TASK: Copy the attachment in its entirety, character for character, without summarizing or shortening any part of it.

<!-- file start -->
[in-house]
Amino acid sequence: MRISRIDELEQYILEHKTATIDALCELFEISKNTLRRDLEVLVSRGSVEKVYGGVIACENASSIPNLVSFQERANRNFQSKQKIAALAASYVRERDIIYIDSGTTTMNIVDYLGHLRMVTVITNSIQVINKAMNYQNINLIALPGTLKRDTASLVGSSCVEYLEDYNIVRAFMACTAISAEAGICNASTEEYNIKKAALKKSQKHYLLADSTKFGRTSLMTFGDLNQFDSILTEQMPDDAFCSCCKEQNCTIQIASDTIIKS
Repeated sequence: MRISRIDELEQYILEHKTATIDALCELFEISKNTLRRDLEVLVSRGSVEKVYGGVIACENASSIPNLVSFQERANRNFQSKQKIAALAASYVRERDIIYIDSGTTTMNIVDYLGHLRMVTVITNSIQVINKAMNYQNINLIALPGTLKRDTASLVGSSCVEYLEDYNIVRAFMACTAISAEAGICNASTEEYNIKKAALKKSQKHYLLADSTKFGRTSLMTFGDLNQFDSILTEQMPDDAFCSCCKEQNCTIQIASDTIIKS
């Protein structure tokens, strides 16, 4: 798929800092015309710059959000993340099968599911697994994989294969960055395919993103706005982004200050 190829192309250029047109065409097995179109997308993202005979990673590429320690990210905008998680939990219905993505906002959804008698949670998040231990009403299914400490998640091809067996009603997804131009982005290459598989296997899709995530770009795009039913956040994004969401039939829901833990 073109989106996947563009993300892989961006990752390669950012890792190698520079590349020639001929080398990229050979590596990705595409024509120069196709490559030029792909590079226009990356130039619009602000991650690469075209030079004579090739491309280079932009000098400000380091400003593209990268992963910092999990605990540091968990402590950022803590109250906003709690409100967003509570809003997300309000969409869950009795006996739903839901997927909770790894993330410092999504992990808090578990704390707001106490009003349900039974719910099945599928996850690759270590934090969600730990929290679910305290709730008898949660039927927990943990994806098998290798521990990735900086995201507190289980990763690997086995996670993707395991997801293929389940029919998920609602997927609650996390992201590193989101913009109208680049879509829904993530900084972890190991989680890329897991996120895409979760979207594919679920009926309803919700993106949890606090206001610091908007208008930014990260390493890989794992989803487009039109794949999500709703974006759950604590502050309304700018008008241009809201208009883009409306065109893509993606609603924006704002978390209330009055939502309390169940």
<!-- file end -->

[in-house]
Amino acid sequence: MRISRIDELEQYILEHKTATIDALCELFEISKNTLRRDLEVLVSRGSVEKVYGGVIACENASSIPNLVSFQERANRNFQSKQKIAALAASYVRERDIIYIDSGTTTMNIVDYLGHLRMVTVITNSIQVINKAMNYQNINLIALPGTLKRDTASLVGSSCVEYLEDYNIVRAFMACTAISAEAGICNASTEEYNIKKAALKKSQKHYLLADSTKFGRTSLMTFGDLNQFDSILTEQMPDDAFCSCCKEQNCTIQIASDTIIKS
Repeated sequence: MRISRIDELEQYILEHKTATIDALCELFEISKNTLRRDLEVLVSRGSVEKVYGGVIACENASSIPNLVSFQERANRNFQSKQKIAALAASYVRERDIIYIDSGTTTMNIVDYLGHLRMVTVITNSIQVINKAMNYQNINLIALPGTLKRDTASLVGSSCVEYLEDYNIVRAFMACTAISAEAGICNASTEEYNIKKAALKKSQKHYLLADSTKFGRTSLMTFGDLNQFDSILTEQMPDDAFCSCCKEQNCTIQIASDTIIKS
């Protein structure tokens, strides 16, 4: 798929800092015309710059959000993340099968599911697994994989294969960055395919993103706005982004200050 190829192309250029047109065409097995179109997308993202005979990673590429320690990210905008998680939990219905993505906002959804008698949670998040231990009403299914400490998640091809067996009603997804131009982005290459598989296997899709995530770009795009039913956040994004969401039939829901833990 073109989106996947563009993300892989961006990752390669950012890792190698520079590349020639001929080398990229050979590596990705595409024509120069196709490559030029792909590079226009990356130039619009602000991650690469075209030079004579090739491309280079932009000098400000380091400003593209990268992963910092999990605990540091968990402590950022803590109250906003709690409100967003509570809003997300309000969409869950009795006996739903839901997927909770790894993330410092999504992990808090578990704390707001106490009003349900039974719910099945599928996850690759270590934090969600730990929290679910305290709730008898949660039927927990943990994806098998290798521990990735900086995201507190289980990763690997086995996670993707395991997801293929389940029919998920609602997927609650996390992201590193989101913009109208680049879509829904993530900084972890190991989680890329897991996120895409979760979207594919679920009926309803919700993106949890606090206001610091908007208008930014990260390493890989794992989803487009039109794949999500709703974006759950604590502050309304700018008008241009809201208009883009409306065109893509993606609603924006704002978390209330009055939502309390169940």